The first is those citizens voluntarily enlisting for the Ukrainian army to fight the Russian invasion. In doing so, individuals will lose their right to not be directly attacked for at least as long as they are part of the regular armed forces.

The second is those that have engaged in ad hoc but semi-organised forms of defence, in particular a loose command structure emerging as part of a movement known as the Territorial Defense Forces.

These groups have been identified as wearing yellow armbands and other insignia to distinguish them, potentially from both Ukrainian civilians and invading Russian troops.

Four conditions have to be met to be considered irregular combatants:

    Being commanded by a person responsible for subordinates Having a fixed and distinctive insignia Carrying arms openly conducting operations Operating in accordance with the laws and customs of war – such as not firing indiscriminately on civilians or civilian objects.

For the duration of the war, irregular combatants would therefore lose their civilian status.

In this specific conflict, Emily Crawford from the University of Sydney Law School has argued that the Territorial Defense Forces and groups like them have reached the threshold of being combatants.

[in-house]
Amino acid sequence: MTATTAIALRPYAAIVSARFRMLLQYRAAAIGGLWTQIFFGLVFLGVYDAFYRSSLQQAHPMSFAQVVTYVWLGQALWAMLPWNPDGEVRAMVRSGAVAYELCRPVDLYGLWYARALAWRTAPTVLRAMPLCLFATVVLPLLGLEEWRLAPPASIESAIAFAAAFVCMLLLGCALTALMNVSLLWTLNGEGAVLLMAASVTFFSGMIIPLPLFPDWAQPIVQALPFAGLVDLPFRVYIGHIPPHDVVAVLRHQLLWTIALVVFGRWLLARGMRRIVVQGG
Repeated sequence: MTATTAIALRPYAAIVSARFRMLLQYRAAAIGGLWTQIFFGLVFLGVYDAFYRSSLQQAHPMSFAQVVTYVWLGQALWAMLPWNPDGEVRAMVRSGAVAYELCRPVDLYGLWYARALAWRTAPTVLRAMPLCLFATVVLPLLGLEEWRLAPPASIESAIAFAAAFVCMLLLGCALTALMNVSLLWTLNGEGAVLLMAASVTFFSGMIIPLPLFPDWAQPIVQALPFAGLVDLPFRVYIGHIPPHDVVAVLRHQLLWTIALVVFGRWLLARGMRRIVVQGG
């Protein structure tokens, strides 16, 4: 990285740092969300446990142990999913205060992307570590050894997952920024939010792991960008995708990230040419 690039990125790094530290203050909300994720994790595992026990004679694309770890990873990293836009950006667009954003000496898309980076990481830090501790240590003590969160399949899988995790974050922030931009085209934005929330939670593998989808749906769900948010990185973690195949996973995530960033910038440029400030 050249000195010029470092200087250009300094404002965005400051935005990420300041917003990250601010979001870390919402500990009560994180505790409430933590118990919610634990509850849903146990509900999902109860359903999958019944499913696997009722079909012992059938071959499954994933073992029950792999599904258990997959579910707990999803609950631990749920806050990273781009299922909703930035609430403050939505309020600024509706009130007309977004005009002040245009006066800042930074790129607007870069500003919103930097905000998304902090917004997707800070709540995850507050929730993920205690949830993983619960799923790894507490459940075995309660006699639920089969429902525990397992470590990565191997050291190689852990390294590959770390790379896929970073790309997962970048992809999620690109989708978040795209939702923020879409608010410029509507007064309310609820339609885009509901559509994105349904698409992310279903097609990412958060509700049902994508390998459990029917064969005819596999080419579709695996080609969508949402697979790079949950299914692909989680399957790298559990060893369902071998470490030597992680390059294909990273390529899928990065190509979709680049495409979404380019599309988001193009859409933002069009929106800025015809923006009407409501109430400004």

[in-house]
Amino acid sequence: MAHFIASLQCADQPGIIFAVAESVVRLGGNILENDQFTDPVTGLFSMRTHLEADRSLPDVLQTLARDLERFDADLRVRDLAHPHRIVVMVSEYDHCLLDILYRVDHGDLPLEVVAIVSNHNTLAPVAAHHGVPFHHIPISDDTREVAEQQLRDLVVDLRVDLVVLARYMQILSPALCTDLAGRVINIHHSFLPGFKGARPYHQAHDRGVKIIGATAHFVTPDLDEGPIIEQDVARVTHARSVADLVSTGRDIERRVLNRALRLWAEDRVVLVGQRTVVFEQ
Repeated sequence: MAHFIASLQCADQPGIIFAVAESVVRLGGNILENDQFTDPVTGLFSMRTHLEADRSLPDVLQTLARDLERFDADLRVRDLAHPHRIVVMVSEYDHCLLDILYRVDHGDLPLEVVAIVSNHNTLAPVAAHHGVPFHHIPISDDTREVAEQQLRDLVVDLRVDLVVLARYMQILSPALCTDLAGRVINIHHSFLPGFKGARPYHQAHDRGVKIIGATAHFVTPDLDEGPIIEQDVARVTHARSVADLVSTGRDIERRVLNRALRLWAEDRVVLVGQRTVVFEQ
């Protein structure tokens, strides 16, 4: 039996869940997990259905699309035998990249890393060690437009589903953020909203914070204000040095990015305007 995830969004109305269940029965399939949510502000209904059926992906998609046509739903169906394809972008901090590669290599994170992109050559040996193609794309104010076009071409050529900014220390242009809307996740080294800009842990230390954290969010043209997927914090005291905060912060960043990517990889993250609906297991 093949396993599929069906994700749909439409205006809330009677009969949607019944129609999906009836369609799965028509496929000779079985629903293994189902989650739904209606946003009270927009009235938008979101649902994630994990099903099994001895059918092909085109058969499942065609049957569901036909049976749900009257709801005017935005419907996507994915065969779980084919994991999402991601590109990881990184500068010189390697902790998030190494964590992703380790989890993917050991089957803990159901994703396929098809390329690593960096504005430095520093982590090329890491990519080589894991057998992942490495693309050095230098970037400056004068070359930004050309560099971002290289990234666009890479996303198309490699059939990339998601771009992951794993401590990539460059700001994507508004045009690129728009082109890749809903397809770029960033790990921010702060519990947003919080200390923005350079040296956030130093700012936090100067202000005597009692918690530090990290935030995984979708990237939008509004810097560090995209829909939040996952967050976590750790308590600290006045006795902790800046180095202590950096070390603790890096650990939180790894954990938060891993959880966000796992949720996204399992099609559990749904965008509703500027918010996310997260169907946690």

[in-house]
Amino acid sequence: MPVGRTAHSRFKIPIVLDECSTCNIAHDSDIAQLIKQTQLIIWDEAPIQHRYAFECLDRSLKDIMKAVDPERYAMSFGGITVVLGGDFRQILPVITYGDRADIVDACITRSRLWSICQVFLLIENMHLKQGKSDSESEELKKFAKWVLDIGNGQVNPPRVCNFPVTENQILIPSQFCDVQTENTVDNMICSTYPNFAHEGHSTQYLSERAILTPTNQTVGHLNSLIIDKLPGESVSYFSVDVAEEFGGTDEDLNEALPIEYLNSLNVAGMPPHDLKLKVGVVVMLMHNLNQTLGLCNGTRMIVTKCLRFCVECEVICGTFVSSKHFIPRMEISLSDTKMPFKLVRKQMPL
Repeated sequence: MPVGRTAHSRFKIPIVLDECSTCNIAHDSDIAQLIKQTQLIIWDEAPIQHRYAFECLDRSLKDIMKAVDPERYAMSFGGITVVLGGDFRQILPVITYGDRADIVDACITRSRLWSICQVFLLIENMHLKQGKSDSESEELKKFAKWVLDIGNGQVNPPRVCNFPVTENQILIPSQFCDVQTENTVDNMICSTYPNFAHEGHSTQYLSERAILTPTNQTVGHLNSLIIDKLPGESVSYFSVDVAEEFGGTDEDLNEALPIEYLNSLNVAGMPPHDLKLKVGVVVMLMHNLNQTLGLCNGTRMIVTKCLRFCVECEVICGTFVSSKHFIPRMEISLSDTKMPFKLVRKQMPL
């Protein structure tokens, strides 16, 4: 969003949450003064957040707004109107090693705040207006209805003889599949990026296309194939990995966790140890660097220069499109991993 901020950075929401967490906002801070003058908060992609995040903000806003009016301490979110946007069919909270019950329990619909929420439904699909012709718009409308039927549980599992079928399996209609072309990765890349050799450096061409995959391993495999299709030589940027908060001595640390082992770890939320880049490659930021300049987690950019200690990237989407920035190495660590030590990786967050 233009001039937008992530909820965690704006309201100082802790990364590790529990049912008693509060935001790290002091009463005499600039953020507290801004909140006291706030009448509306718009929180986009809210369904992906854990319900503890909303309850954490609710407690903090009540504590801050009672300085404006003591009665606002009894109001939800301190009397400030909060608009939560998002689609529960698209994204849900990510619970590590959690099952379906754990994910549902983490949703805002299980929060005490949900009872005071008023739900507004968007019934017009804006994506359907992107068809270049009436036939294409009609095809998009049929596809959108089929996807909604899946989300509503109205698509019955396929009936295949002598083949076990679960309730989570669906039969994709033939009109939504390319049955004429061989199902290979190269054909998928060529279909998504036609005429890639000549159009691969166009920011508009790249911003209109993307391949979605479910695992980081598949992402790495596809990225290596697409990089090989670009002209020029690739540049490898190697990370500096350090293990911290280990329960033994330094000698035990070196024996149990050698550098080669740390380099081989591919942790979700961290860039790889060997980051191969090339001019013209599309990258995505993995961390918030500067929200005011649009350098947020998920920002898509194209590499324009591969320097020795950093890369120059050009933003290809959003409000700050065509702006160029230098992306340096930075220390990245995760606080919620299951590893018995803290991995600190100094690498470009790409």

Civilians with guns

The third, and legally most complicated, group is those Ukrainian civilians who have taken guns distributed by the state or the army, or those who have prepared and thrown Molotov cocktails.

Ofer Fridman, a Senior Lecturer in War Studies at King’s College, University of London, explained that in situations like these, civilian status would be treated more of a continuum than a hard yes or no.

“Essentially, the more you participate, the more of a target you are,” Fridman said. “Participating on a low level – providing shelter, helping the wounded, driving ammunition, or even supporting from home by handing out leaflets – does not necessarily turn you into a legitimate target. Participating on a high level, such as in the way militants do, definitely does.”